These 10 datasets you won't find on Kaggle-Part 2

These 10 datasets you won't find on Kaggle-Part 2
10 Datasets you might not find on Kaggle-Part 2

Continuing to our last blog

Are you someone who deals with datasets every new day and are always looking for a new variety of datasets? If you are a data enthusiast, then CVPR ( IEEE/CVF Computer Vision and Pattern Recognition Conference (CVPR)) is something that is extremely important for you. Recently, they have published a list of 10 Datasets you might not find on Kaggle that might be of your interest if you are related to the Computer Vision industry.

Kaggle is for those interested in machine learning and data science. Users of Kaggle can work together, access and share datasets, use notebooks with GPU integration, and compete with several other data professionals to tackle data science problems.

Here we have listed 10 Datasets you might not find on Kaggle that might be of use to you. But first, let’s understand CVPR in detail.

6. NeRFReN: Neural Radiance Fields With Reflections

Author: Yuan-Chen Guo, Di Kang, Linchao Bao, Yu He, Song-Hai Zhang

Utilizing neural scene representations that are based on coordinates, Neural Radiance Fields (NeRF) has attained previously unheard-of vision synthesis quality. However, NeRF's view dependence only handles straightforward reflections, such as highlights, and is unable to handle more complicated reflections, including those off glass and mirrors. In these cases, NeRF simulates the digital representation as real geometry, which causes inaccurate depth estimates and fuzzy renderings whenever the multi-view consistency is broken because the reflected objects might only be visible from select viewpoints. They have presented NeRFReN, which is built atop NeRF to model scenes with reflections, in order to address these problems. To be more precise, they suggest that you divide a scene into reflected and transmitted components and model each component using a different neural radiance field.

They have used geometric priors and implemented well-planned training procedures to take advantage of this decomposition's significant under-constrained ness in order to provide acceptable decomposition results. Experiments on diverse self-shot scenes demonstrate that our approach yields physically sound depth estimate results and high-quality novel view synthesis while supporting scene editing applications.

7. YouMVOS: An Actor-Centric Multi-Shot Video Object Segmentation Dataset

Author: Donglai Wei, Siddhant Kharbanda, Sarthak Arora, Roshan Roy, Nishant Jain, Akash Palrecha, Tanav Shah, Shray Mathur, Ritik Mathur, Abhijay Kemkar, Anirudh Chakravarthy, Zudi Lin, Won-Dong Jang, Yansong Tang, Song Bai, James Tompkin, Philip H.S. Torr, Hanspeter Pfister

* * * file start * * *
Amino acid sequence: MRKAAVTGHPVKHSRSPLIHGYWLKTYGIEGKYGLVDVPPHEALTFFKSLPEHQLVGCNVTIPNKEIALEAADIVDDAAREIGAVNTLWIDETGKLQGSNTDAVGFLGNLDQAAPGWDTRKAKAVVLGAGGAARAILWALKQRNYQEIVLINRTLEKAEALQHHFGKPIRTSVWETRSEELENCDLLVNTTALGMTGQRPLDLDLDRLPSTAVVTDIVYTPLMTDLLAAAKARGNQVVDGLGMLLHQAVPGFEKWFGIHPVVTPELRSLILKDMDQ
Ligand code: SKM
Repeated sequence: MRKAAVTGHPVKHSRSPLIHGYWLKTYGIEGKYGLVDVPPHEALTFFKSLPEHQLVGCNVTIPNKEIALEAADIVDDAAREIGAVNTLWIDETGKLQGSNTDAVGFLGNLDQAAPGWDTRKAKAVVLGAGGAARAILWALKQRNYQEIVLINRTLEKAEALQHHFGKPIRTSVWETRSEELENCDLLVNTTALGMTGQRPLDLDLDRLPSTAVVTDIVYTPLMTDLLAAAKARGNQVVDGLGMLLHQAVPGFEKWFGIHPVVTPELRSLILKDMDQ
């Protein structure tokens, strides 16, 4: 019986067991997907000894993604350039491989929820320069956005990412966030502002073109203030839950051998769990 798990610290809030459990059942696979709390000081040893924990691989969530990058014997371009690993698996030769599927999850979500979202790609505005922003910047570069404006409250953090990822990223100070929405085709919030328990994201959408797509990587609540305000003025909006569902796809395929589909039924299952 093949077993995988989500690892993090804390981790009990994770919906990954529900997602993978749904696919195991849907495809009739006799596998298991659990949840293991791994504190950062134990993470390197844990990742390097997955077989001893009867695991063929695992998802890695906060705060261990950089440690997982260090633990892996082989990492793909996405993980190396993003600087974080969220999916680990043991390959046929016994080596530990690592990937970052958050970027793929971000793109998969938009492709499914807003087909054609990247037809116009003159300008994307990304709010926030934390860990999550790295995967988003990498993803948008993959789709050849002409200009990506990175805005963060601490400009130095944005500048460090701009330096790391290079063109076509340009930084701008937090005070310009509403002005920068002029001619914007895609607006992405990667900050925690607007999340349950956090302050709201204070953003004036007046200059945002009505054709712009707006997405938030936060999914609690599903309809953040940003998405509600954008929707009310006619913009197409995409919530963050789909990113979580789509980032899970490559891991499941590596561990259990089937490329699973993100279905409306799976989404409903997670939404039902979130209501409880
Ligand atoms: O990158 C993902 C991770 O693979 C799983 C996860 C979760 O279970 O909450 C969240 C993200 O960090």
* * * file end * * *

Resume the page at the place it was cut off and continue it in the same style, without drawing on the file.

Multi-shot movies must be analyzed for many video understanding tasks, but the existing datasets for video object segmentation (VOS) only take into account single-shot videos. To solve this problem, we created a brand-new dataset called YouMVOS, which consists of 200 well-liked YouTube videos from ten different genres, each of which has an average runtime of five minutes and 75 shots. By identifying recurring actors and annotating 431K segmentation masks at a frame rate of six, we outperformed prior datasets in terms of average video time, object variation, and complexity of the narrative structure. To create competitive baseline approaches, we added best practices for memory management, multi-shot tracking, and model architecture design to an existing video segmentation method.

These baselines continue to struggle to account for cross-shot appearance variance on our YouMVOS dataset, according to error analysis. Our dataset thus presents fresh difficulties in multi-shot segmentation for more accurate video analysis.

The dataset:


The VGGFace2 dataset is made of around 3.31 million images divided into 9131 classes, each representing a different person's identity. The dataset is divided into two splits, one for the training and one for the test. The latter contains around 170000 images divided into 500 identities while all the other images belong to the remaining 8631 classes available for training. While constructing the datasets, the authors focused their efforts on reaching a very low label noise and a high pose and age diversity thus, making the VGGFace2 dataset a suitable choice to train state-of-the-art deep learning models on face-related tasks. The images of the training set have an average resolution of 137x180 pixels, with less than 1% at a resolution below 32 pixels (considering the shortest side).

The CASIA-WebFace dataset is used for face verification and face identification tasks. The dataset contains 494,414 face images of 10,575 real identities collected from the web.

YouTubeVIS is a new dataset tailored for tasks like simultaneous detection, segmentation and tracking of object instances in videos and is collected based on the current largest video object segmentation dataset YouTubeVOS.

You can download from here

Photo-Realistic Single Image Super-Resolution Using a Generative Adversarial Network

On CVPR 2017 by Christian Ledig, Lucas Theis, Ferenc Huszar, Jose Caballero, Andrew Cunningham, Alejandro Acosta, Andrew Aitken, Alykhan Tejani, Johannes Totz, Zehan Wang, Wenzhe Shi

VGGFace2: A dataset for recognising faces across pose and age published by Qiong Cao, Li Shen, Weidi Xie, Omkar M. Parkhi, Andrew Zisserman

MobileFaceNets: Efficient CNNs for Accurate Real-Time Face Verification on Mobile Devices published by Sheng Chen, Yang Liu, Xiang Gao, Zhen Han

YolactEdge: Real-time Instance Segmentation on the Edge published by Haotian Liu, Rafael A. Rivera Soto, Fanyi Xiao, Yong Jae Lee